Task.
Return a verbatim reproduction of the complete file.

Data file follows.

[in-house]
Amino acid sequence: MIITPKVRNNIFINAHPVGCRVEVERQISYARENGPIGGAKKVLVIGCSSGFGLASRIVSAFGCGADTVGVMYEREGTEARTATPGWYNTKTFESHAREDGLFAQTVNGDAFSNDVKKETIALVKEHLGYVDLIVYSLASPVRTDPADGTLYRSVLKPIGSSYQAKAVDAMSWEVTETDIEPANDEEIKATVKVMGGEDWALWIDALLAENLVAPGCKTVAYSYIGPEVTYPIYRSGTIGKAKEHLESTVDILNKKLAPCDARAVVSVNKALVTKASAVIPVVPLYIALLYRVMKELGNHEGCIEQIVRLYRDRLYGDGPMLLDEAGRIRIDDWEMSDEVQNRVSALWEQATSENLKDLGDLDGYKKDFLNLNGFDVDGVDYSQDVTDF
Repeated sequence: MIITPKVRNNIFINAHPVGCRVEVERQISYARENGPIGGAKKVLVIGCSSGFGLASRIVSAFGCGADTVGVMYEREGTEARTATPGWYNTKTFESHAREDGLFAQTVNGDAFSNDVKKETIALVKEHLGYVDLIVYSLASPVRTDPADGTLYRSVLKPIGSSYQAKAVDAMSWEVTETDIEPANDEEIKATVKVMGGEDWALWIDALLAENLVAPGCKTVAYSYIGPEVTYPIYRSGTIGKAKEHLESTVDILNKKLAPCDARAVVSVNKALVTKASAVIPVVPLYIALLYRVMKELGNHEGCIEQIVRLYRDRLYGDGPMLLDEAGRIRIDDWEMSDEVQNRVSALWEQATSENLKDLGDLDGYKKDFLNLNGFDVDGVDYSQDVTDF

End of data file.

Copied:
[in-house]
Amino acid sequence: MIITPKVRNNIFINAHPVGCRVEVERQISYARENGPIGGAKKVLVIGCSSGFGLASRIVSAFGCGADTVGVMYEREGTEARTATPGWYNTKTFESHAREDGLFAQTVNGDAFSNDVKKETIALVKEHLGYVDLIVYSLASPVRTDPADGTLYRSVLKPIGSSYQAKAVDAMSWEVTETDIEPANDEEIKATVKVMGGEDWALWIDALLAENLVAPGCKTVAYSYIGPEVTYPIYRSGTIGKAKEHLESTVDILNKKLAPCDARAVVSVNKALVTKASAVIPVVPLYIALLYRVMKELGNHEGCIEQIVRLYRDRLYGDGPMLLDEAGRIRIDDWEMSDEVQNRVSALWEQATSENLKDLGDLDGYKKDFLNLNGFDVDGVDYSQDVTDF
Repeated sequence: MIITPKVRNNIFINAHPVGCRVEVERQISYARENGPIGGAKKVLVIGCSSGFGLASRIVSAFGCGADTVGVMYEREGTEARTATPGWYNTKTFESHAREDGLFAQTVNGDAFSNDVKKETIALVKEHLGYVDLIVYSLASPVRTDPADGTLYRSVLKPIGSSYQAKAVDAMSWEVTETDIEPANDEEIKATVKVMGGEDWALWIDALLAENLVAPGCKTVAYSYIGPEVTYPIYRSGTIGKAKEHLESTVDILNKKLAPCDARAVVSVNKALVTKASAVIPVVPLYIALLYRVMKELGNHEGCIEQIVRLYRDRLYGDGPMLLDEAGRIRIDDWEMSDEVQNRVSALWEQATSENLKDLGDLDGYKKDFLNLNGFDVDGVDYSQDVTDF